Online Gaming

Let me reveal, I am not much of a gamer myself and prefer other methods for learning and entertainment. (I am quite intrigued by Rock Star though I have not played it yet – if you are hosting something in the Tampa Bay area, let me know!)

For this library 2.0 lesson on online gaming, I headed to my library’s Just for Kids page and explored some of the online games available to the younger folks. This was actually a nice trip down memory lane. I landed back in the first grade, where I first played computer games at school. Just like in the past, the games available from the library’s website are semi-educational though the graphics have certainly improved!

Though I may not be passionate about Dance Dance Revolution or World of Warcraft, I support gaming in libraries.  For many libraries, gaming is another means to carrying out a library’s mission and serving the community. Regardless of popular perception, libraries are not just a place for books and DVDs. Libraries provide connections to information in many forms, and will continue to share this information as long as there is a need. Functions such as collection, preservation and organization assist tremendously in this process, but so do less formal methods and interactions.



This morning I took a moment to play with a new tool: ThinkFree.

Overall, this is a fine product. I found the design especially appealing compared to other similar products such as Google Docs and Zoho. With ThinkFree, users can create, edit, share and publish documents, spreadsheets and presentations. The online version has a separate area for personal work (My Office) and for collaborative work (Workspace). Also, one convenient feature is the option to save a document as a PDF. I am starting to use online office tools more and more, and this is a tool I will definitely use again.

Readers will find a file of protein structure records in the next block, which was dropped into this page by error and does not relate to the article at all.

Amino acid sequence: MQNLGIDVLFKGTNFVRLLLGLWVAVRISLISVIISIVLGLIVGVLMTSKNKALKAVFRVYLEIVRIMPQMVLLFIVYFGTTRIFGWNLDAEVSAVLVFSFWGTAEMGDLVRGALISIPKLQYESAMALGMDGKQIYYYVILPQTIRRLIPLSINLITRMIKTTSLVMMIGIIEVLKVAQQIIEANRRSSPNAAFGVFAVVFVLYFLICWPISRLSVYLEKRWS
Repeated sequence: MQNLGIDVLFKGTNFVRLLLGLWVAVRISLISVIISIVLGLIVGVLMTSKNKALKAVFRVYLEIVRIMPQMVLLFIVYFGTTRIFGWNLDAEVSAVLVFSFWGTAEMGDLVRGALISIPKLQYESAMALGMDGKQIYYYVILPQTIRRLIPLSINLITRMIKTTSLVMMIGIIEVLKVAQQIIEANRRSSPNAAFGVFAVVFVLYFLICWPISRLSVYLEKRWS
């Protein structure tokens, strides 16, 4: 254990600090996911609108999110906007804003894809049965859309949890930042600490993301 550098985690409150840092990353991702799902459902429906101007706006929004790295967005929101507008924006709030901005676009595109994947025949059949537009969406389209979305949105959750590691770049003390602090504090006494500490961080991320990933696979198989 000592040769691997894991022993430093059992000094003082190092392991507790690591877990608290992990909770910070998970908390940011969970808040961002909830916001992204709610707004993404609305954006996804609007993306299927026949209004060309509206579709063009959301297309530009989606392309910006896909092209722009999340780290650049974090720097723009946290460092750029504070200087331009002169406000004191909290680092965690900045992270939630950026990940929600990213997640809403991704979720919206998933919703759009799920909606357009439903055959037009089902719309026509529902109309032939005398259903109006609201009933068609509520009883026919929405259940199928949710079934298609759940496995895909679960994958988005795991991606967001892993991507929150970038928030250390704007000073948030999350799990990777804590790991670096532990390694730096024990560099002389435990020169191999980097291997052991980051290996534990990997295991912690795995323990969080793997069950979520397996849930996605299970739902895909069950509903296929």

I am a big fan of Since uploading my bookmarks (then a reasonable 645) to last year, I have never felt a need to return to storing favorites in a browser. Being able to access all my bookmarks from any device with web access is simply invaluable.

The Firefox add-on Tags Everywhere uses and is very convenient when adding many new sites at once. I prefer using the Firefox browser outside of work. (There is no access to Firefox at work.)

Like other web 2.0 tools, bookmarks can be accessed from other places besides the website. I am using the application in Facebook and friends can access my bookmarks from my profile.   

I enjoy sharing bookmarks with friends and colleagues, too.  At the same time, I like the option to keep certain bookmarks private.

Recently I have set up several RSS feeds for different tags in  I have found this to be a better way to keep tabs on a topic than by simply using the subscriptions feature.

Features of an Ideal Library Catalog

This week, as part of the Library 2.0 training, we are to think about our ideal library catalog. I have posted my list of desired features below. The list includes both old and new features. (For comparison, my library’s catalog is available here.)